The relative influence of perceptions on multiple water source choice and use, and the subsequent impacts on water security

Lead Research Organisation: Cranfield University
Department Name: School of Water, Energy and Environment


The aim of this project is to understand the relative importance of perceptions in the choice and use of water sources in multiple source use settings. Further it seeks to assess the influence that these sources and choices have on community water security. The project uses sand dams in rural Kenya as a case study. The objectives of this project are to: Understand how multiple water sources are used throughout the year, Understand what factors influence quality and risk perceptions of multiple water sources and the subsequent impact that these perceptions have on source choice and water use relative tother factors, Understand the relative contribution that interventions such as sand dams make towards
improving water security in arid and semi-arid lands (ASALs), Understand the way in which salinity varies between and within sand dam sites, the causes of these differences and the way in which this objective quality compares to perceived quality. These aims and objectives were designed to address several research gaps. These were: 1) the seasonal variations in multiple source choice and volume use; 2) how quality and risk perceptions of water sources translate into behaviours; 3) which factors are relatively most influential when judging a water source and 4) whether sand dams provide a year-round supply of water. The project, by providing insight into the impact that perceptions have on the use of multiple sources,
looking specifically at sand dam communities, helps to address these gaps. It also conforms to the EPSRC Water Engineering Research Area, adding to research on water security and resilience. Multiple Source Use (MSU) - the practice of using more than one water source during a year - is documented in lower-middle-income countries from Sub-Saharan Africa to Pacific Island Countries (Elliott et al., 2017). However, with a lack of recognition in research and monitoring, ourunderstanding of water use behaviours and the success of water interventions is limited (Vedachalam et al., 2017). Multiple factors influence source choice and subsequent water security, quality and risk perceptions among them. Understanding the weight that people place on these perceptions when making these decisions is therefore important for designing water supply interventions as there is little merit in implementing a high quality source if people do not perceive is as such. Whilst the data collection for this project is rooted in Kenya, the objectives and findings will have global reach. Firstly, understanding what drives people's perceptions of the quality and risk their water sources has relevance outside of lower-middle-income countries as this knowledge can help to shape policies in upper-income countries where water users often make choices between tapped and bottled water. Additionally, by indicating the relative importance of different factors in water source choice NGOs and governments might be encouraged to consider these factors when implementing water programmes, treatment types and campaigns. A focus on sand dams as a case study was chosen due to practicalities: availability of abstraction data and strong partnerships with a sand dam organisation, and suitability: accounts of perceived and measured salinity and the practice of MSU. The study therefore adeptly incorporates MSU, perceptions and water security. Sand dams are a low-cost arid and semi-arid land technology, with the majority (over 1,500) found in Kenya (Trincheria et al., 2015). However, where over 40% of the earth's land surface shows potential for sand dam implementation (Maddrell and Neal, 2012), their reach could be much greater. Finally, this project hopes to suggest measures to mitigate the impacts of salinity in hand pumps at sand dam sites and in wider ASAL settings in order to increase the acceptability of water by communities.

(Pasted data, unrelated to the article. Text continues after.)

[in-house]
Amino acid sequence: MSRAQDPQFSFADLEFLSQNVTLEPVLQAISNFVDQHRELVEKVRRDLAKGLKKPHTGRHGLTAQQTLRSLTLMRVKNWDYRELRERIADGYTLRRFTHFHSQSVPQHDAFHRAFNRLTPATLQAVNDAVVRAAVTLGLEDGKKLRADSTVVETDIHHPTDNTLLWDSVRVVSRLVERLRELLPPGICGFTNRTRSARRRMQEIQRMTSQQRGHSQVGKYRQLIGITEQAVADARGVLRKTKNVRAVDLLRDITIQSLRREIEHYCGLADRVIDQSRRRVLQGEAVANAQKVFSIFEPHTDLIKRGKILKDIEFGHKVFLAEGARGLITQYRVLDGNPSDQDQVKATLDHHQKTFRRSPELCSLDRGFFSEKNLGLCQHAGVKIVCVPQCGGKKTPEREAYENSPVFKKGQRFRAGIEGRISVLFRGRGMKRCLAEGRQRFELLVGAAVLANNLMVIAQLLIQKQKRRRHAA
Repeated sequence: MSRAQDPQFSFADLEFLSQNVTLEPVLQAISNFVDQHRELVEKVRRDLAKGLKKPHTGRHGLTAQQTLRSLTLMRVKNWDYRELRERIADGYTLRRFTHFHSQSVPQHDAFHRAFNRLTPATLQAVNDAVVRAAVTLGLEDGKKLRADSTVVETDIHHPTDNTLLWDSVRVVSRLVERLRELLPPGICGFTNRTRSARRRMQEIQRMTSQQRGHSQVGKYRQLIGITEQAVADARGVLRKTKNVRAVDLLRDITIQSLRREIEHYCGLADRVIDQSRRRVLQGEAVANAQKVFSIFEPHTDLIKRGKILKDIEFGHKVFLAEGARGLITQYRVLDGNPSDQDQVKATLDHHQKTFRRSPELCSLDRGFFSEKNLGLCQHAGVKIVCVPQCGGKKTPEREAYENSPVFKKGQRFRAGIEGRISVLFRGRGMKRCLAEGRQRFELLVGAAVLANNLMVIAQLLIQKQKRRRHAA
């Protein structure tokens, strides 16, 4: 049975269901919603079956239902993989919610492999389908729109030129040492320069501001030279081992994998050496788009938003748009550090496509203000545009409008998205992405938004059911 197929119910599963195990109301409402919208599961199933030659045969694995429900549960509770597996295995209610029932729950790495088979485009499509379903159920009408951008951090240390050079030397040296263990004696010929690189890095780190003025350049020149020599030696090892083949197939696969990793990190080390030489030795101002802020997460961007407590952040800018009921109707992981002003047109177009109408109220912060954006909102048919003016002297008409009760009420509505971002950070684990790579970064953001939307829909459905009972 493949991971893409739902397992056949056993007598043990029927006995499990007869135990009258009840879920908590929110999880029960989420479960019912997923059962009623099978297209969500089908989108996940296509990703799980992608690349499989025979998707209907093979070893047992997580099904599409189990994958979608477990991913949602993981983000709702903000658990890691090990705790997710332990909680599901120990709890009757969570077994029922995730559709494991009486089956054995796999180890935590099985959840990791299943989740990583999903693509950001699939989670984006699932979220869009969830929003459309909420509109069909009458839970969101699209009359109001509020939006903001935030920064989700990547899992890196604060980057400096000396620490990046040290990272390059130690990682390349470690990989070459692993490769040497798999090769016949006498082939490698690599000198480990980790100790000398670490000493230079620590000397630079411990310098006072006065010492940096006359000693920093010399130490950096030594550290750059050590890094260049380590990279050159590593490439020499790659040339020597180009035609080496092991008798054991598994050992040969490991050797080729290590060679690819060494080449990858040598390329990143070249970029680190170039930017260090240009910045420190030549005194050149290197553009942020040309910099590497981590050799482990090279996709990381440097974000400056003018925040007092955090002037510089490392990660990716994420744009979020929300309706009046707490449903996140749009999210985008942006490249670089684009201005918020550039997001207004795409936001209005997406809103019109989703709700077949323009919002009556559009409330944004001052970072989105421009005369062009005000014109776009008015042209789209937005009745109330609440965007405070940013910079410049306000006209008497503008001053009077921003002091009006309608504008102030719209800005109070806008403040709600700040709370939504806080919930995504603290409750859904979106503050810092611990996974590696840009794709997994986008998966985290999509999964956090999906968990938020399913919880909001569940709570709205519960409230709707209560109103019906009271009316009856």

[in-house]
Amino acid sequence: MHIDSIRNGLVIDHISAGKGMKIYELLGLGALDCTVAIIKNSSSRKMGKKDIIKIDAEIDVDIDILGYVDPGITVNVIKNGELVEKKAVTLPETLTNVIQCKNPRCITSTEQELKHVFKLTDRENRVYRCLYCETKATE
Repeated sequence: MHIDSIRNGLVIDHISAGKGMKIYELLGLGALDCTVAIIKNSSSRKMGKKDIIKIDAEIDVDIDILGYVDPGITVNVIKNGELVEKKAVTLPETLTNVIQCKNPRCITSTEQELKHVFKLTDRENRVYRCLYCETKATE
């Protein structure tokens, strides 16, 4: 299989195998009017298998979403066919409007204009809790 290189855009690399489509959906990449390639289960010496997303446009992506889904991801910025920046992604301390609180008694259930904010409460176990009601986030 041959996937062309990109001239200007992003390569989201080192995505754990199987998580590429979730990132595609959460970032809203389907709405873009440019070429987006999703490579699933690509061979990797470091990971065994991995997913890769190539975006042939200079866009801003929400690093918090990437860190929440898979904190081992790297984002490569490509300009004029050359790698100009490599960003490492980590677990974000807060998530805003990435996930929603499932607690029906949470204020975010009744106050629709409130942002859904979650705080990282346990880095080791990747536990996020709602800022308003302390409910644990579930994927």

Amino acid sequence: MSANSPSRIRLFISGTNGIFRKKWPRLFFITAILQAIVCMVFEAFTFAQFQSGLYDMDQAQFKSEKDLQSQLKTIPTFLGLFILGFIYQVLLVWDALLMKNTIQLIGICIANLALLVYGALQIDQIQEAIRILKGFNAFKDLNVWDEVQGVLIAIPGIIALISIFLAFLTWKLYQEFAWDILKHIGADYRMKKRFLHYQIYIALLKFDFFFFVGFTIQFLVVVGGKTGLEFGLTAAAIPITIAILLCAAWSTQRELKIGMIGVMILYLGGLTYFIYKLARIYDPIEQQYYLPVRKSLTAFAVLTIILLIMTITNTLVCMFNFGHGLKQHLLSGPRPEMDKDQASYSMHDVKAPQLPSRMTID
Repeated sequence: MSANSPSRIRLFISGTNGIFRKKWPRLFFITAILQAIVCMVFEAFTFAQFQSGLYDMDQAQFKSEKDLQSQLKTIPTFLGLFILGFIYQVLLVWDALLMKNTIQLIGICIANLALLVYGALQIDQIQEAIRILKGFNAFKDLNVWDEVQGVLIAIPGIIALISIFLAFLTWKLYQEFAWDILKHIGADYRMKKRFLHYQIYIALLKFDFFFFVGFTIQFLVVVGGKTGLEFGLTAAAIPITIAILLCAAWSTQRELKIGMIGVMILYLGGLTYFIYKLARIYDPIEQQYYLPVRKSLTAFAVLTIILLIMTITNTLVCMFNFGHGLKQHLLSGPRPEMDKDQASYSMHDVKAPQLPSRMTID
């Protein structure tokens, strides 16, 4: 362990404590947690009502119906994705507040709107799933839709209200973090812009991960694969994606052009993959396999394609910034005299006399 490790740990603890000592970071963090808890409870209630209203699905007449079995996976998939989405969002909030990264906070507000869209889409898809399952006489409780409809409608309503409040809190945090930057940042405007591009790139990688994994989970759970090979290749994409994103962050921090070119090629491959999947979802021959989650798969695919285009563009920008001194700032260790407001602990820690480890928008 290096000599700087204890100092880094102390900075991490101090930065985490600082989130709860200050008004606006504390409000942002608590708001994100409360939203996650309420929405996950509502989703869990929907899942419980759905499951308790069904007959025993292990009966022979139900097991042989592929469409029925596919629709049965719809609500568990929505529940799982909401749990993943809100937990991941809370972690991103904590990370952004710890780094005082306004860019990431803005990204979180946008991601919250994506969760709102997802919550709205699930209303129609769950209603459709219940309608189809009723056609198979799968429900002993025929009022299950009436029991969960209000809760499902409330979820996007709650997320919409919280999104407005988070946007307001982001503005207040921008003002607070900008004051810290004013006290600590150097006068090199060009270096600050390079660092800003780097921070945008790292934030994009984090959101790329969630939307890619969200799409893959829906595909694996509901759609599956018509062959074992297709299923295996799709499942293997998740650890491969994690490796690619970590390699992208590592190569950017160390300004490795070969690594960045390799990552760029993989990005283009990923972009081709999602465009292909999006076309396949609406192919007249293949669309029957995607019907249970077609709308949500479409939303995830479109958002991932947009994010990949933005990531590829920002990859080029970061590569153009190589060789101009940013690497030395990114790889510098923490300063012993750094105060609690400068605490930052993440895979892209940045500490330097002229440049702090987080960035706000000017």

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Studentship Projects

Project Reference Relationship Related To Start End Student Name
EP/S022066/1 31/05/2019 30/11/2027
2276633 Studentship EP/S022066/1 29/09/2019 15/03/2024 Hannah Nicola Ritchie